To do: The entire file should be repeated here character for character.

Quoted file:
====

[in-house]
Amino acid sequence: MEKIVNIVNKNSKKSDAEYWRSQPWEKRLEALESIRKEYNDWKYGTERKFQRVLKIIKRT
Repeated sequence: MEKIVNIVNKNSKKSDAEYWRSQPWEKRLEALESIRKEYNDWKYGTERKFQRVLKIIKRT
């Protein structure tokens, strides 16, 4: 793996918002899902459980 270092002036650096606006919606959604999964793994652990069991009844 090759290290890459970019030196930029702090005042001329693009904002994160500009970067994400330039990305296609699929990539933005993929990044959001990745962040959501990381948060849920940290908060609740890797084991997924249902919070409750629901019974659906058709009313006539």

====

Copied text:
[in-house]
Amino acid sequence: MEKIVNIVNKNSKKSDAEYWRSQPWEKRLEALESIRKEYNDWKYGTERKFQRVLKIIKRT
Repeated sequence: MEKIVNIVNKNSKKSDAEYWRSQPWEKRLEALESIRKEYNDWKYGTERKFQRVLKIIKRT
């Protein structure tokens, strides 16, 4: 793996918002899902459980 270092002036650096606006919606959604999964793994652990069991009844 090759290290890459970019030196930029702090005042001329693009904002994160500009970067994400330039990305296609699929990539933005993929990044959001990745962040959501990381948060849920940290908060609740890797084991997924249902919070409750629901019974659906058709009313006539």